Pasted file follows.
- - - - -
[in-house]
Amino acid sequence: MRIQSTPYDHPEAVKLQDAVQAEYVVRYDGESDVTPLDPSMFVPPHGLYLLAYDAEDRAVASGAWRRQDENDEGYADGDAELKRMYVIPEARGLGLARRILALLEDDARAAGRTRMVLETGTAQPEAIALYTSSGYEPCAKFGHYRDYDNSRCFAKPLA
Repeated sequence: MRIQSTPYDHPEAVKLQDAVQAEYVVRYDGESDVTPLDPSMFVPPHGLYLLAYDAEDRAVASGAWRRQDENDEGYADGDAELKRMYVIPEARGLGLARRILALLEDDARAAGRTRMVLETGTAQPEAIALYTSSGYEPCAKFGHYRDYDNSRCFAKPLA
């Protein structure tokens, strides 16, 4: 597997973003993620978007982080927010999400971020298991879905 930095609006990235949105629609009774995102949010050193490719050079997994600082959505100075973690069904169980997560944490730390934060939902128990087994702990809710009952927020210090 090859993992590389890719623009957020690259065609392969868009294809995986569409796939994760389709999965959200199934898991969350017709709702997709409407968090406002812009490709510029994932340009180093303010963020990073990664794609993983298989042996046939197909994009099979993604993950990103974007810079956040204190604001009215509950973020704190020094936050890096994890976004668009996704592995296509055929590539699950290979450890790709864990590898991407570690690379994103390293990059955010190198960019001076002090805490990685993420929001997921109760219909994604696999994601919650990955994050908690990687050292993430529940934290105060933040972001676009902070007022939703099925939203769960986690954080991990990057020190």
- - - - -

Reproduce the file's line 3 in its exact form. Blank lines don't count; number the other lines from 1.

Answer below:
Repeated sequence: MRIQSTPYDHPEAVKLQDAVQAEYVVRYDGESDVTPLDPSMFVPPHGLYLLAYDAEDRAVASGAWRRQDENDEGYADGDAELKRMYVIPEARGLGLARRILALLEDDARAAGRTRMVLETGTAQPEAIALYTSSGYEPCAKFGHYRDYDNSRCFAKPLA